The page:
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The Caribbean Court of Appeal today affirmed a lower court decision finding that, the Maya, one of the Rainforest Foundation’s partners in southern Belize, have rights to the lands they have customarily used and occupied. Today’s judgment requires the government  to demarcate and register Maya communal lands, and protect them against incursions by outsiders.


“This judgment sets an important precedent worldwide, building upon ever greater recognition of the rights of indigenous peoples internationally,” said James Anaya, Professor of Human Rights and Policy at  the University  of Arizona College of Law and Co-Director  of  the Indigenous Peoples Law  and  Policy  (IPLP)  Program.  Professor Anaya explained  that  the  judgment  “reinforces  the international standard that indigenous peoples have collective property rights based on their own customary  land  tenure  systems,  even  when  they  do  not  have  a  formal  title  or  other  official recognition  of  those  rights,  and  that  states  are  bound  to  recognize  and  protect  those  rights.”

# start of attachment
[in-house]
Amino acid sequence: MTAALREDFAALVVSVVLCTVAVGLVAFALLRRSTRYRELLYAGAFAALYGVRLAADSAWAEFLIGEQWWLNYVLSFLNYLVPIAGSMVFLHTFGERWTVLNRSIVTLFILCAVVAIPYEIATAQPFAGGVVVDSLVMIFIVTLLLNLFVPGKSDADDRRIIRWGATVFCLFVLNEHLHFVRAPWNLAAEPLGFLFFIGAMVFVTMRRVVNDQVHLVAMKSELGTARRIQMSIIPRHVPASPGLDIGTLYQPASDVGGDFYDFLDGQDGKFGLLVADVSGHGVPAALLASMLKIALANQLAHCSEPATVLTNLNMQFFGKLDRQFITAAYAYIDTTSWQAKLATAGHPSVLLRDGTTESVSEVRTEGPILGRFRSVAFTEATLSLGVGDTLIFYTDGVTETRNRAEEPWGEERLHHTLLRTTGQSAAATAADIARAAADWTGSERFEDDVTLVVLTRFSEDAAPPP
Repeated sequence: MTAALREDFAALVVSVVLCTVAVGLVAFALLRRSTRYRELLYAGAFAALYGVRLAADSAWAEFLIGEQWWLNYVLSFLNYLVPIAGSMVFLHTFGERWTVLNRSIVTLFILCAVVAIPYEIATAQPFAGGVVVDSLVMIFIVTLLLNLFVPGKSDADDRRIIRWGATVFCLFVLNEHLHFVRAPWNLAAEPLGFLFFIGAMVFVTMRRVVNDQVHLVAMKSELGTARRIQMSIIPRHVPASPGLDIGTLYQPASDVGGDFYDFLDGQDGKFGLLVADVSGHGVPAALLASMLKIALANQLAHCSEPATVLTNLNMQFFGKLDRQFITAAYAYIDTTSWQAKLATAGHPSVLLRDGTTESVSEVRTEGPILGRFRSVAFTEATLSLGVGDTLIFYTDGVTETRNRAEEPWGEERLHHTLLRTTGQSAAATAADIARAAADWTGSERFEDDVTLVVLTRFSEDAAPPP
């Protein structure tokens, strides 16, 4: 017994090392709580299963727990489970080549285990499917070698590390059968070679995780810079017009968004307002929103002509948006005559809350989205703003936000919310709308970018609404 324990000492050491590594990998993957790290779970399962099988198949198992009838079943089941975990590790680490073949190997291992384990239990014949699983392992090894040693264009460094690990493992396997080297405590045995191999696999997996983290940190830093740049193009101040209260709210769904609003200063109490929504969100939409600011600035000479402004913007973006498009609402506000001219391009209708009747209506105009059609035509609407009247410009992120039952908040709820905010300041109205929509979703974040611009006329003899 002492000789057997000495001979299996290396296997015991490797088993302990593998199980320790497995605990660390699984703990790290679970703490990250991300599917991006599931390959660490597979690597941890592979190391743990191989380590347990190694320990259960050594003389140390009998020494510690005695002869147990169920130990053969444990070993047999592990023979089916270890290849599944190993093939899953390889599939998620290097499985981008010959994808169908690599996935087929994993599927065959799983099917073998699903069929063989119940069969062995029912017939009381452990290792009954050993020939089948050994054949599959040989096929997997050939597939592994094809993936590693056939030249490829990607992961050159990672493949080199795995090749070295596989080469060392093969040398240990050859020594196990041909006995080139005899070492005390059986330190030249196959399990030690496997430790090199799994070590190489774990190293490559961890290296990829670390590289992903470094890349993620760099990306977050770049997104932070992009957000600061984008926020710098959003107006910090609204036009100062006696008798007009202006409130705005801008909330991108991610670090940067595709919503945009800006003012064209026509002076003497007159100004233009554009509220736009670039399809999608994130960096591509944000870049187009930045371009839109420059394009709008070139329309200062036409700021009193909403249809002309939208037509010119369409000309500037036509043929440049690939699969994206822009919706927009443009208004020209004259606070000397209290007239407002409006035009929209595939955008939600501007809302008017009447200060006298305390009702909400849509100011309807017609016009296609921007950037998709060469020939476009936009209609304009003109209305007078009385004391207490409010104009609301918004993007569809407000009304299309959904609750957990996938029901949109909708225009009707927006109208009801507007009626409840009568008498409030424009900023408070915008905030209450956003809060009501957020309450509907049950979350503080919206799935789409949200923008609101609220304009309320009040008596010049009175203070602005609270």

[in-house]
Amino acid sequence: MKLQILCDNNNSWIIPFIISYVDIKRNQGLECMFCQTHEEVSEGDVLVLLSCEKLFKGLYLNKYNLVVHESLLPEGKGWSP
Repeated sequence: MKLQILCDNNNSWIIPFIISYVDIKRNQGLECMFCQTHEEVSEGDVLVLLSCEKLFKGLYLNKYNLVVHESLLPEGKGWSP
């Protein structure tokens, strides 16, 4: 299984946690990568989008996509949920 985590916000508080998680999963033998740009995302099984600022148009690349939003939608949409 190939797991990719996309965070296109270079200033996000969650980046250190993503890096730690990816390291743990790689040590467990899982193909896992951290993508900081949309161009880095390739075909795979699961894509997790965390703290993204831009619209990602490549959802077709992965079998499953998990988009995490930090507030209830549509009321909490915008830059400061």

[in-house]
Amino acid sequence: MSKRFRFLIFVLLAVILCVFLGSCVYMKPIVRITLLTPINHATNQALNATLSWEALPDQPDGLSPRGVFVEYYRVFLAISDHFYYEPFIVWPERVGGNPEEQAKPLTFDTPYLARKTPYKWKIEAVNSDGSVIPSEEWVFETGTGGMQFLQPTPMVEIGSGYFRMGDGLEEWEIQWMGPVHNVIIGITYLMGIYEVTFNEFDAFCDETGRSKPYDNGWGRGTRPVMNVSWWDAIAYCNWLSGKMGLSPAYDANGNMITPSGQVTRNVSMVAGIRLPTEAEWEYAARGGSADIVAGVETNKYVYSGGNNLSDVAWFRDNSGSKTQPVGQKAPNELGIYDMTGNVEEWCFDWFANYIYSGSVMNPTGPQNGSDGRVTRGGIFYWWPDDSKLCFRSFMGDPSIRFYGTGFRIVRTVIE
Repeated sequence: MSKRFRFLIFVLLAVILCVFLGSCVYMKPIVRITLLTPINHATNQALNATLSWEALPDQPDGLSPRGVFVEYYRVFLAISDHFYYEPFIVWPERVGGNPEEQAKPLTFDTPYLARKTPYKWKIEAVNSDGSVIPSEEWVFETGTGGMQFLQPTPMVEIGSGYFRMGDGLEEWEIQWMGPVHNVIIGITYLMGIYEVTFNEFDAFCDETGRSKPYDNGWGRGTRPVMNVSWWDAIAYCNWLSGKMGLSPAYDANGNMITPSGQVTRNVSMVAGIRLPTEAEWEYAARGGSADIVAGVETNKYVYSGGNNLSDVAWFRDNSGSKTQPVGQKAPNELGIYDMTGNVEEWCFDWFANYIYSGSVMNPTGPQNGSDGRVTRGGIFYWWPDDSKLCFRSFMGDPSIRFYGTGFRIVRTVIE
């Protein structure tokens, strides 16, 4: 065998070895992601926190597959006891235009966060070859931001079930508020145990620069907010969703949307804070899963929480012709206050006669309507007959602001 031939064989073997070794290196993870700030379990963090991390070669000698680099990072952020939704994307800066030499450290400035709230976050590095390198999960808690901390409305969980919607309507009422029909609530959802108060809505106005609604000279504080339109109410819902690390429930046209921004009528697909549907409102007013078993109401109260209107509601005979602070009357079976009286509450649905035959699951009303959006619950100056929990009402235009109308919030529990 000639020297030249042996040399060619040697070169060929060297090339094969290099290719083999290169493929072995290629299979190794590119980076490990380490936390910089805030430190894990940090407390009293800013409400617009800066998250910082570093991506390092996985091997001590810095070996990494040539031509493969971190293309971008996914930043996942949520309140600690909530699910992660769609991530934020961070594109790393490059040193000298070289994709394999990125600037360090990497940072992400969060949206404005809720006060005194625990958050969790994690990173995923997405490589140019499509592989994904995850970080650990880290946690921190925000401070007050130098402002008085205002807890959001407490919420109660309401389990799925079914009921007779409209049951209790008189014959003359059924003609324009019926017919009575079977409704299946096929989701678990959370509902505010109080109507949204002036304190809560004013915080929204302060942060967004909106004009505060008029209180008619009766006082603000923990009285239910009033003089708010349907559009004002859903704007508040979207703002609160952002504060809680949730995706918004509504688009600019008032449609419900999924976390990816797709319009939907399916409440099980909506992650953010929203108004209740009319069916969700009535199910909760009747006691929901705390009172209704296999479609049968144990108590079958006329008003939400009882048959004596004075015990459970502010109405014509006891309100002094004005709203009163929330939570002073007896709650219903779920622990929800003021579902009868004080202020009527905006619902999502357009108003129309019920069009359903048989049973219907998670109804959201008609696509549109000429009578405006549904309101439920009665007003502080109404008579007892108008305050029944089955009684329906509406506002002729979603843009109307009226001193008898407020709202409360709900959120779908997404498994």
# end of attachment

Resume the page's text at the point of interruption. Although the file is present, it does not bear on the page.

Professor Anaya  and  the  IPLP  Program  put  together  and  coordinated  the  team  of  lawyers and students that  brought  the lawsuit  on  behalf  of Maya  organizations and villages leading to  today’s judgment.


Complementing and informing the domestic litigation, the Inter-American Commission on Human Rights, an agency of Organization of American States, issued a report in 2004 finding in favor of Maya land rights in Belize in terms similar to today’s judgment. The IPLP Program, which along with the Indian Law Resource Center litigated the case before the Inter-American Commission, has also assisted Maya leaders to raise the land rights issue to United Nations bodies.